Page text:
Determinants of International Consumption Risk Sharing in Developing Countries
No 1261, Working Paper Series from Research Institute of Industrial Economics
Complete financial markets allow countries to share their consumption risks internationally, thereby creating welfare gains through lower volatility of aggregate consumption. This paper empirically looks at international consumption risk sharing and its determinants in a panel of 120 countries from 1970 to 2014. Contrary to some previous studies, I show that financial liberalization and financial integration has a significantly positive impact on international consumption risk sharing in poorer developing countries, whereas in emerging market countries only capital account openness has an impact. Moreover, there is some evidence that high income inequality or a high share of low income individuals reduces consumption smoothing in less developed countries. Lack of financial reforms, a lower degree of financial integration and higher inequality can thus partly explain why the degree of risk sharing is lower in developing countries than in advanced economies.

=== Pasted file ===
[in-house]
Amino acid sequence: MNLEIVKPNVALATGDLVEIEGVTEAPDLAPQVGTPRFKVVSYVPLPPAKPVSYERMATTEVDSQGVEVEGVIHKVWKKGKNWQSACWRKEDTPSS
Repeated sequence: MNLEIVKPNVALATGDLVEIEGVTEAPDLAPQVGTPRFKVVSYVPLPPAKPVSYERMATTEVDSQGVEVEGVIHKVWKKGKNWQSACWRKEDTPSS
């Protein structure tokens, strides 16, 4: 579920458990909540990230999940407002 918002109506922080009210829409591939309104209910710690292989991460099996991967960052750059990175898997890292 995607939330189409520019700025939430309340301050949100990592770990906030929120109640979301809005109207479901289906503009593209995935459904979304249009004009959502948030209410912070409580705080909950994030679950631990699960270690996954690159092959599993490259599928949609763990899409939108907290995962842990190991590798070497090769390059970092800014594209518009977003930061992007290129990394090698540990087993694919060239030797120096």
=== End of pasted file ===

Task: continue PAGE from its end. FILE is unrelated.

Keywords: International consumption risk sharing; Financial liberalization; Financial integration; Inequality; Panel data (search for similar items in EconPapers)
JEL-codes: C23 E02 E21 E44 F38 F62 G15 (search for similar items in EconPapers)
Pages: 55 pages
New Economics Papers: this item is included in nep-fdg, nep-mac and nep-opm
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Persistent link: https://EconPapers.repec.org/RePEc:hhs:iuiwop:1261
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